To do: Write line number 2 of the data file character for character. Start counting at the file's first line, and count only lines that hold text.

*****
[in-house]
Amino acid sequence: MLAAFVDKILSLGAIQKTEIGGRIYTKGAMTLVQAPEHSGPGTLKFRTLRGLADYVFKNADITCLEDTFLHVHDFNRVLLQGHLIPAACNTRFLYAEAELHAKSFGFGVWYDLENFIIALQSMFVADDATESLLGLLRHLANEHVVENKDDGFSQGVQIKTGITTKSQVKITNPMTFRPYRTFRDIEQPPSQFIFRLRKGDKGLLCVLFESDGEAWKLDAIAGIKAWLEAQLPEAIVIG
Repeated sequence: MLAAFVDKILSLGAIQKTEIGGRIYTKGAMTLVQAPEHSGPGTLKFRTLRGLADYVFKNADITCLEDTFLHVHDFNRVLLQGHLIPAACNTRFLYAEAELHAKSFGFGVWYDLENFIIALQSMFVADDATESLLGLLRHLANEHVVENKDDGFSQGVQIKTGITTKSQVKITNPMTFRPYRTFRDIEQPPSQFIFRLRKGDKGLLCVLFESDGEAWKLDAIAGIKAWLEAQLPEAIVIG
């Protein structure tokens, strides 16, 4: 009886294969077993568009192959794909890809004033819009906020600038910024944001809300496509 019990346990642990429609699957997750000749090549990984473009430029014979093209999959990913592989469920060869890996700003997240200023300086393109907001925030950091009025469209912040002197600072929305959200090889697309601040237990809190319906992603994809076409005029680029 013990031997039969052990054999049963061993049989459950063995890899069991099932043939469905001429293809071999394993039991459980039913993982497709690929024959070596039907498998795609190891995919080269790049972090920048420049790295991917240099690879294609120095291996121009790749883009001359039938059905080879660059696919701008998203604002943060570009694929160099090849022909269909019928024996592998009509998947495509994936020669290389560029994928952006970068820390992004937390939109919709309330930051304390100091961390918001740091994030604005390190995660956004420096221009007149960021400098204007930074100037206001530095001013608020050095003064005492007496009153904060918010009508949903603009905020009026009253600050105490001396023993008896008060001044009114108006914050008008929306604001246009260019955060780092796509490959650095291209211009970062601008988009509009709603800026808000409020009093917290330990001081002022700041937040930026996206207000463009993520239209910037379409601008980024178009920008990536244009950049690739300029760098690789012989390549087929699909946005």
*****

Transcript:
Amino acid sequence: MLAAFVDKILSLGAIQKTEIGGRIYTKGAMTLVQAPEHSGPGTLKFRTLRGLADYVFKNADITCLEDTFLHVHDFNRVLLQGHLIPAACNTRFLYAEAELHAKSFGFGVWYDLENFIIALQSMFVADDATESLLGLLRHLANEHVVENKDDGFSQGVQIKTGITTKSQVKITNPMTFRPYRTFRDIEQPPSQFIFRLRKGDKGLLCVLFESDGEAWKLDAIAGIKAWLEAQLPEAIVIG